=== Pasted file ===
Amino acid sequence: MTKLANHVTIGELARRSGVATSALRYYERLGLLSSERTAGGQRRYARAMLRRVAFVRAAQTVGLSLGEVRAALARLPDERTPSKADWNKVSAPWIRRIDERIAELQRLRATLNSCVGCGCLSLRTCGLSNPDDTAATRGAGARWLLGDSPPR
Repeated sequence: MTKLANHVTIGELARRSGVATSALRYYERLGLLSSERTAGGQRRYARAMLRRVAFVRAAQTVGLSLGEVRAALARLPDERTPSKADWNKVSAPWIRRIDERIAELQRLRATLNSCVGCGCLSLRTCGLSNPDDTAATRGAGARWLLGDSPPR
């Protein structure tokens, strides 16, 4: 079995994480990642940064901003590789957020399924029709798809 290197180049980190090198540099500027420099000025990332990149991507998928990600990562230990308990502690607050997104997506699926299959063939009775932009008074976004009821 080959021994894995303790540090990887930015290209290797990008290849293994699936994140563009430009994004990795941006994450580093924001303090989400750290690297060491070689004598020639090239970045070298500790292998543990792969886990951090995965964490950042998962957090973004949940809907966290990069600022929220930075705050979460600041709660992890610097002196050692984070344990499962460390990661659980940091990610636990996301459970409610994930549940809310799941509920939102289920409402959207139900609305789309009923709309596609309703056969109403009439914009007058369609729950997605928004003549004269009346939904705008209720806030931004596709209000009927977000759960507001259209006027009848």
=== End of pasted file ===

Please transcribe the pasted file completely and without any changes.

Amino acid sequence: MTKLANHVTIGELARRSGVATSALRYYERLGLLSSERTAGGQRRYARAMLRRVAFVRAAQTVGLSLGEVRAALARLPDERTPSKADWNKVSAPWIRRIDERIAELQRLRATLNSCVGCGCLSLRTCGLSNPDDTAATRGAGARWLLGDSPPR
Repeated sequence: MTKLANHVTIGELARRSGVATSALRYYERLGLLSSERTAGGQRRYARAMLRRVAFVRAAQTVGLSLGEVRAALARLPDERTPSKADWNKVSAPWIRRIDERIAELQRLRATLNSCVGCGCLSLRTCGLSNPDDTAATRGAGARWLLGDSPPR
């Protein structure tokens, strides 16, 4: 079995994480990642940064901003590789957020399924029709798809 290197180049980190090198540099500027420099000025990332990149991507998928990600990562230990308990502690607050997104997506699926299959063939009775932009008074976004009821 080959021994894995303790540090990887930015290209290797990008290849293994699936994140563009430009994004990795941006994450580093924001303090989400750290690297060491070689004598020639090239970045070298500790292998543990792969886990951090995965964490950042998962957090973004949940809907966290990069600022929220930075705050979460600041709660992890610097002196050692984070344990499962460390990661659980940091990610636990996301459970409610994930549940809310799941509920939102289920409402959207139900609305789309009923709309596609309703056969109403009439914009007058369609729950997605928004003549004269009346939904705008209720806030931004596709209000009927977000759960507001259209006027009848």